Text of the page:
The Crotchet’s Corner

My perspective about all things inconsequential

Referrals? It’s diabolical…

In what is steadily becoming a batsman’s game, where pitches have lost their bite, bowlers are savaged by batsmen launching brutal assaults, and the paying public is rapidly deserting the traditional five-day format, one innovation has stirred up a hornet’s nest.


The ICC introduced the referral system in two series recently – Australia vs South Africa and West Indies vs England.


The fundamental objective was to remove umpiring howlers and provide for intervention by a third umpire using modern technology should things go wrong. Praiseworthy indeed.


But, as the system showed, the referral mechanism upheld the howlers and overturned the good ones!!!


It was not the technology provided that was the only element to blame. The guy watching in the referral room had as much of a role to play in making a mockery of what was, otherwise, a laudable intention.


Viewers of television have watched seen interesting technology such as Hawkeye, Snicko, Hi-Motion and Hot Spot being made use of on their screens.


What was provided to the referral umpire was just one small part of the technology available. In a variant of Hawkeye, the umpire was privy to the path of the ball upto and until it was at the position of the bat. It was up to the umpire to guess what would happen then on. Hawkeye has its critics who say that it cannot accurately predict because the trajectory, which is not a parabola, depends on bounce of pitch, the symmetry of the ball, the position of its seam, weather conditions, the bowler’s ability to induce late swing, etc.


Fair enough, but if the intention is to get the thing right, why not go whole hog and give the umpire full access to whatever is currently available? Why not add Hot Spot and Snicko?


In the process of using this technology, the system, in a sense, downgrades the on-field umpire, who is, sometimes, made to look foolish.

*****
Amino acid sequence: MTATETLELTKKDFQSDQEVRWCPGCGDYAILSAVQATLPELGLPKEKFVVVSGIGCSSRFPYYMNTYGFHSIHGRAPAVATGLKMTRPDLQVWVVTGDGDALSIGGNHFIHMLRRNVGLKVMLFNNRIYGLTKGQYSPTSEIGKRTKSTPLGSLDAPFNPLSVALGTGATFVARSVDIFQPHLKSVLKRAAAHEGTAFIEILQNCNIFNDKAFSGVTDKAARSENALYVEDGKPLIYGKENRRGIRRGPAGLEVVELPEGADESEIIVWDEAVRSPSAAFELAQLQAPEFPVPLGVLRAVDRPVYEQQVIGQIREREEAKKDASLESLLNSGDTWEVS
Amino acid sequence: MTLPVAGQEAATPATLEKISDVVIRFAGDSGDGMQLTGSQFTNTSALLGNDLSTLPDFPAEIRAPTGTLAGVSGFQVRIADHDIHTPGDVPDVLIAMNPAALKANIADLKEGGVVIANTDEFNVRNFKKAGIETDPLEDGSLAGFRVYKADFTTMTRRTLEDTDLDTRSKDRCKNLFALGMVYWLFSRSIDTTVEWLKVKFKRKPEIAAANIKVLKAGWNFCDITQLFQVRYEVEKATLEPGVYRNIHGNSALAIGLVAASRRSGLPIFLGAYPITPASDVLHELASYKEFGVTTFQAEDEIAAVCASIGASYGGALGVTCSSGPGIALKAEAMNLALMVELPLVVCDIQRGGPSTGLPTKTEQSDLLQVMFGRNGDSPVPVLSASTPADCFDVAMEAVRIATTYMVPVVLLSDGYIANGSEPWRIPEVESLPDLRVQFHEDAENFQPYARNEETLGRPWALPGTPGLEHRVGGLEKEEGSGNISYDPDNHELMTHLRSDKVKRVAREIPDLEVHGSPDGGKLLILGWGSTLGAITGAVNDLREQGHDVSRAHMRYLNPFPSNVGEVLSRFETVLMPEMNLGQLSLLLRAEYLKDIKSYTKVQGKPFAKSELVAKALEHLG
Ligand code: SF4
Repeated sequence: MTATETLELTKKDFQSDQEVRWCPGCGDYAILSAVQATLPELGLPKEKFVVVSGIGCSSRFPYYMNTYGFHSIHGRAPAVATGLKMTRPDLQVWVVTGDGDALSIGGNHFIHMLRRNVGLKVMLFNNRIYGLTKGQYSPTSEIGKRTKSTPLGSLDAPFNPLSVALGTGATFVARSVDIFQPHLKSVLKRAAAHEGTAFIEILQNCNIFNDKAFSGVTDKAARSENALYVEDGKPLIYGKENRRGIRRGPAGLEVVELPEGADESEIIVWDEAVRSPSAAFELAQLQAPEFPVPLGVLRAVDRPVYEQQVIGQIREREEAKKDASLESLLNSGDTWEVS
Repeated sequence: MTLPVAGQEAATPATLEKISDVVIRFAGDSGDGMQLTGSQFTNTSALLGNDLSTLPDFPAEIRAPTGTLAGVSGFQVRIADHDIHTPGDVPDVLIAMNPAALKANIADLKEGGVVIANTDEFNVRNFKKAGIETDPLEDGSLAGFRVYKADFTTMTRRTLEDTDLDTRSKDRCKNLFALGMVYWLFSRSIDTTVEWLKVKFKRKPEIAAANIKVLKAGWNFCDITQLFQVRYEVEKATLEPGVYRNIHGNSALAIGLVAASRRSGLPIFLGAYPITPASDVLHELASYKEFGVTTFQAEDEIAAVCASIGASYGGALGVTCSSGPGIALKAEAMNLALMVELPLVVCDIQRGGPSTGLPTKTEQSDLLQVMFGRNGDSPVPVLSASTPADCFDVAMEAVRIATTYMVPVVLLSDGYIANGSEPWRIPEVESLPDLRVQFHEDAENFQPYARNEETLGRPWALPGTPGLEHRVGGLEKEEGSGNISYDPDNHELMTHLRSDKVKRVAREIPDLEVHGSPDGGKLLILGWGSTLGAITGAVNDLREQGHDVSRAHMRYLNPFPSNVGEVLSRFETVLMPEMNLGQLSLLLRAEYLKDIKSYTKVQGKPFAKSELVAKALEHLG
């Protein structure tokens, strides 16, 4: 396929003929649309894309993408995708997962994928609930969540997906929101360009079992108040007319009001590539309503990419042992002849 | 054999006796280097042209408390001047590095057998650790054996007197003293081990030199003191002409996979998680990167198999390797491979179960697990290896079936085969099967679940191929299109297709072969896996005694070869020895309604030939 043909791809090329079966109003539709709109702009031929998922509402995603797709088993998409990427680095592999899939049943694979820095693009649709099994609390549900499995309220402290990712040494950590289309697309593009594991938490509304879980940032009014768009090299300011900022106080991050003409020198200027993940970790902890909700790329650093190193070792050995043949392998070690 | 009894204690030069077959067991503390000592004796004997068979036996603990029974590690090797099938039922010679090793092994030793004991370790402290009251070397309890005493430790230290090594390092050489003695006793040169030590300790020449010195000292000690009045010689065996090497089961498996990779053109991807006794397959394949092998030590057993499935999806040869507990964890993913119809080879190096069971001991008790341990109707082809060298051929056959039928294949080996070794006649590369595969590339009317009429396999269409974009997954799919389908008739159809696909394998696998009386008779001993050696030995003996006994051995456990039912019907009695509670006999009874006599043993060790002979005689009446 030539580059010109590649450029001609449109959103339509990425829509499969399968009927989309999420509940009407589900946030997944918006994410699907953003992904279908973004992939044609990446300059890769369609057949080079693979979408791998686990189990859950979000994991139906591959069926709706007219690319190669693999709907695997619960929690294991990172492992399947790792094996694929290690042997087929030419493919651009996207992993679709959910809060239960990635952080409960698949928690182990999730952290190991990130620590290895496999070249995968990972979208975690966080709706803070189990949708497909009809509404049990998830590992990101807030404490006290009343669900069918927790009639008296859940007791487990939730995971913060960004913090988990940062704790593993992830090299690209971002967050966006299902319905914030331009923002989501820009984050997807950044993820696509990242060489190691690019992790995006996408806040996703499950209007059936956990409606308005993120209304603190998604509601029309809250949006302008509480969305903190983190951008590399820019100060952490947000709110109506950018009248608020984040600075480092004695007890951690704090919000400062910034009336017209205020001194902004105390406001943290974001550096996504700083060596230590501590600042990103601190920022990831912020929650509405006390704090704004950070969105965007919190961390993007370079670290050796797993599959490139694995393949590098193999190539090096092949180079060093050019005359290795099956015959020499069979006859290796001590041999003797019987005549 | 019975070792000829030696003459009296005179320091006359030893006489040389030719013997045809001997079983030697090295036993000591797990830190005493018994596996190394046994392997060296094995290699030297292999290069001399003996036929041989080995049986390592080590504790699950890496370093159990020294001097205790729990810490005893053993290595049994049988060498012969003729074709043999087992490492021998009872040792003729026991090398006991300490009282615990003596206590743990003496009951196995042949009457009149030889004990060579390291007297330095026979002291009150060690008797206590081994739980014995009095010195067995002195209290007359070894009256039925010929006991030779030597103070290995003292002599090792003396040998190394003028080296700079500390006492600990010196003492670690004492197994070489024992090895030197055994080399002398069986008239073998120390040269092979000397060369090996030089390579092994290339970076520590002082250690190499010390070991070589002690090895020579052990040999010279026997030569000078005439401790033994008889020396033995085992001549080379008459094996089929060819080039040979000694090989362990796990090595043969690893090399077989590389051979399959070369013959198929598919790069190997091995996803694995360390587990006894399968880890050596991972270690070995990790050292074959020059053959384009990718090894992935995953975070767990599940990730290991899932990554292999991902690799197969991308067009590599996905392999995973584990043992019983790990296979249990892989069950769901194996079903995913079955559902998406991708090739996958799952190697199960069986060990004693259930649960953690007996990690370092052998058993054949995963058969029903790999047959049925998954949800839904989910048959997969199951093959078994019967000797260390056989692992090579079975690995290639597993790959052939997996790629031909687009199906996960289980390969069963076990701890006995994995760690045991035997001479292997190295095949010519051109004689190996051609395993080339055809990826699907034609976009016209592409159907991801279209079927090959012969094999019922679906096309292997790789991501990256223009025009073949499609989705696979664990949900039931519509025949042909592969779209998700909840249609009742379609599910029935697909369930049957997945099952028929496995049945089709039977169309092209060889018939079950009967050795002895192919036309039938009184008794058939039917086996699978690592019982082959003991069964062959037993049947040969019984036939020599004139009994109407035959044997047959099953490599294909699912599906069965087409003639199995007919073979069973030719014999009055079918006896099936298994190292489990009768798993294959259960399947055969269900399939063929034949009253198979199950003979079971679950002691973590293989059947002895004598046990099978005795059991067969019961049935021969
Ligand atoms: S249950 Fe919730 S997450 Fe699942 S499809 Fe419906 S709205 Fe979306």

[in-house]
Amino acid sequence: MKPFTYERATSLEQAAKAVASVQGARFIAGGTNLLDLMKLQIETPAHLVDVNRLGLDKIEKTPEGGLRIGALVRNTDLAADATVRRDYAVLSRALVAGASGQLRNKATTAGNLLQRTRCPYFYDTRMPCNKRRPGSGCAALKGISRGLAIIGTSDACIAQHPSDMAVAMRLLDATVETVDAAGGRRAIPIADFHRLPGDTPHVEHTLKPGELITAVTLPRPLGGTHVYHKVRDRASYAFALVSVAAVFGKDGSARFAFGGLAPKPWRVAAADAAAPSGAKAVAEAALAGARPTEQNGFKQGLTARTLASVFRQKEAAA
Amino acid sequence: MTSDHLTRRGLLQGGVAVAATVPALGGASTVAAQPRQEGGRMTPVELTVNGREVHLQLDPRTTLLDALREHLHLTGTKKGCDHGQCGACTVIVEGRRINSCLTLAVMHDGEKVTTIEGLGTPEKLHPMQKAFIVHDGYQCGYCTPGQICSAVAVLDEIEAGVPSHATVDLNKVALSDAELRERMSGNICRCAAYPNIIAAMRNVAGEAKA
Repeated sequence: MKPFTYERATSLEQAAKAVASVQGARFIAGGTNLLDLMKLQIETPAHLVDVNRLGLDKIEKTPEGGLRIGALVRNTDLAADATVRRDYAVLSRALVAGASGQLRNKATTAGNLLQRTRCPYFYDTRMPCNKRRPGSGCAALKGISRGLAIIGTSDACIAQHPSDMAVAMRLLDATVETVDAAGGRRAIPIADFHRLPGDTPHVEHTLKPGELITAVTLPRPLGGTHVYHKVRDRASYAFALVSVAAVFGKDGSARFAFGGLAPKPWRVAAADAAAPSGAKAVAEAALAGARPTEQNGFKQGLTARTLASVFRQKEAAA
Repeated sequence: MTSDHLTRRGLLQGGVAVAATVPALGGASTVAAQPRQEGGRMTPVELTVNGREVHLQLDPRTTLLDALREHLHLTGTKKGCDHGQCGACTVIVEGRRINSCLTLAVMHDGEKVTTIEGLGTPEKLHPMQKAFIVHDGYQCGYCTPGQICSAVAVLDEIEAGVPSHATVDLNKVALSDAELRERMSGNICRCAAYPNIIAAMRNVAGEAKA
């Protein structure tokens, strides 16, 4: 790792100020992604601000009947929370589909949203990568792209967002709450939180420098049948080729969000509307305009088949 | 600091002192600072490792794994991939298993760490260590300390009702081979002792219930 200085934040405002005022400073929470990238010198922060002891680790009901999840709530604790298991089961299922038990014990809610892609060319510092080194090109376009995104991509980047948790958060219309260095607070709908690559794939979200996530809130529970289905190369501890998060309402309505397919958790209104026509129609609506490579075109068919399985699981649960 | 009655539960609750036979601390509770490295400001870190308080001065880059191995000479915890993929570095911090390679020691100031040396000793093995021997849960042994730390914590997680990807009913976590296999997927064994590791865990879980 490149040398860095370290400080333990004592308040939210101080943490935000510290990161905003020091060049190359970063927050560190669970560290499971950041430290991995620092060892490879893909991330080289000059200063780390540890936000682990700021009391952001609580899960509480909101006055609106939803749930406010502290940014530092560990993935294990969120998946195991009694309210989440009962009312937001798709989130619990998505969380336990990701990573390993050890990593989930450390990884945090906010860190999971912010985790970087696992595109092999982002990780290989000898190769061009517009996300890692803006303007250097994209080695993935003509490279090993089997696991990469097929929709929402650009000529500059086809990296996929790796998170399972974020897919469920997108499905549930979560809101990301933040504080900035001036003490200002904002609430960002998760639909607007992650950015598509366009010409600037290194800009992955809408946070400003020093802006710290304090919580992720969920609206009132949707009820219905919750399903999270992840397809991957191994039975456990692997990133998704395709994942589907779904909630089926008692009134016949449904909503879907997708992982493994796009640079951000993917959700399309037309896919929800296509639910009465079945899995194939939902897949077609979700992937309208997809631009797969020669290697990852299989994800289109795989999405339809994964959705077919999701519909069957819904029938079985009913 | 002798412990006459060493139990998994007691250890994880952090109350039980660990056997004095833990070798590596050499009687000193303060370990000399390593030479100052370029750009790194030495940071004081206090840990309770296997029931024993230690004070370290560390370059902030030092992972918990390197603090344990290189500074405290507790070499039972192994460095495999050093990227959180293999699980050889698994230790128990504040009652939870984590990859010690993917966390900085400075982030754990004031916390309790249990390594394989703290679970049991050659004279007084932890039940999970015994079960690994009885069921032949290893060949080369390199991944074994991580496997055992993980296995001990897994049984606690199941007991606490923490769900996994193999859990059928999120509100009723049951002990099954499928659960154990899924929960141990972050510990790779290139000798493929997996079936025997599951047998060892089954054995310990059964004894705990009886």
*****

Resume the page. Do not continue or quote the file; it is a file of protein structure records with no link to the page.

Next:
The recent matches also showed that the referral umpires gave some decisions that were diabolical, to say the least.


The way referrals were made by the players was also a joke, and it was evident that they used a game plan to nix the system. The fact is that if a batsman is out, he knows most of the time, and his body language says so. And, this is what great umpires also watch for.


Use TV replays to determine run outs and stumpings, and, perhaps, even the aspect of whether catches were taken cleanly.


But, if referrals are used to decide on possible dismissals such as lbw’s and caught behinds, give the umpire as much technology that is currently available, and consciously work towards improving and upgrading that technology.


If not, leave it to the on-field umpire. The system worked well for a century, and players of an earlier era accepted that the law of averages would ensure that things eventually evened out. You win some, you lose some.


But, in today’s cricket world that has so much at stake in terms of money, that spirit has all but disappeared.


An Adam Gilchrist might have walked, but most wouldn’t.


March 12, 2009 - Posted by | About this and that, Cricket | , , , ,

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